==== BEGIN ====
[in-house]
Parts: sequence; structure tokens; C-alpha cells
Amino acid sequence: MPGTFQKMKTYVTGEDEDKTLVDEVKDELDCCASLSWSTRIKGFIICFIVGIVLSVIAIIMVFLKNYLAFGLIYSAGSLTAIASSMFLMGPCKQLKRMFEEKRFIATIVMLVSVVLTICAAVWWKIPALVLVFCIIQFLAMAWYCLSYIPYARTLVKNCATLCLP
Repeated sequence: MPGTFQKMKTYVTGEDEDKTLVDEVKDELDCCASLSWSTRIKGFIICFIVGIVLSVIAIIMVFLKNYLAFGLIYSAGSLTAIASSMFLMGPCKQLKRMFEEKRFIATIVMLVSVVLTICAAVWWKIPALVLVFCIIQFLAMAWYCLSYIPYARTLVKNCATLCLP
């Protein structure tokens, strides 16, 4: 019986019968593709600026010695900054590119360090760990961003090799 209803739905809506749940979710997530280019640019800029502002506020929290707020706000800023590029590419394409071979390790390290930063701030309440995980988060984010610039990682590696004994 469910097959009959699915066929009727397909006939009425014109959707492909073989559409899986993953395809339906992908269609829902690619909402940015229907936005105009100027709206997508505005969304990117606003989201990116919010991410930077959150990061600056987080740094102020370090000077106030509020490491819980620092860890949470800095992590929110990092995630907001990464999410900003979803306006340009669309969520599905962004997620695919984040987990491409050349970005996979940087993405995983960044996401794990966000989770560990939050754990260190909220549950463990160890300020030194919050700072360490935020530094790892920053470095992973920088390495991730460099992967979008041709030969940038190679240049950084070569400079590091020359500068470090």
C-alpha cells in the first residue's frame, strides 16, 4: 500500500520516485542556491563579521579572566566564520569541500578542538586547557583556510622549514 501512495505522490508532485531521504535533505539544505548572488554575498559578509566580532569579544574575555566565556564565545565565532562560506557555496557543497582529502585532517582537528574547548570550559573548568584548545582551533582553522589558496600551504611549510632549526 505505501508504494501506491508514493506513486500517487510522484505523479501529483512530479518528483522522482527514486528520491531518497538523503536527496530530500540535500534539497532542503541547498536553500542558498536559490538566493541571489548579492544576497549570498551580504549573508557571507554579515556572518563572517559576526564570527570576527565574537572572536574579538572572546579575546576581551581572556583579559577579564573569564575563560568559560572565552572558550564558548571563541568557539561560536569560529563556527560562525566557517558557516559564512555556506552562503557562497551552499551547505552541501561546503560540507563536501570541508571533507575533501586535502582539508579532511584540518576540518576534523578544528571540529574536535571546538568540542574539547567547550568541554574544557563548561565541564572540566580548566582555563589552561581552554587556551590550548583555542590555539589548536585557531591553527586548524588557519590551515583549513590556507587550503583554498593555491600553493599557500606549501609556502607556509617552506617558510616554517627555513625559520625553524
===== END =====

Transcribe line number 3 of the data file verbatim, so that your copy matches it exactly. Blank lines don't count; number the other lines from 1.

Amino acid sequence: MPGTFQKMKTYVTGEDEDKTLVDEVKDELDCCASLSWSTRIKGFIICFIVGIVLSVIAIIMVFLKNYLAFGLIYSAGSLTAIASSMFLMGPCKQLKRMFEEKRFIATIVMLVSVVLTICAAVWWKIPALVLVFCIIQFLAMAWYCLSYIPYARTLVKNCATLCLP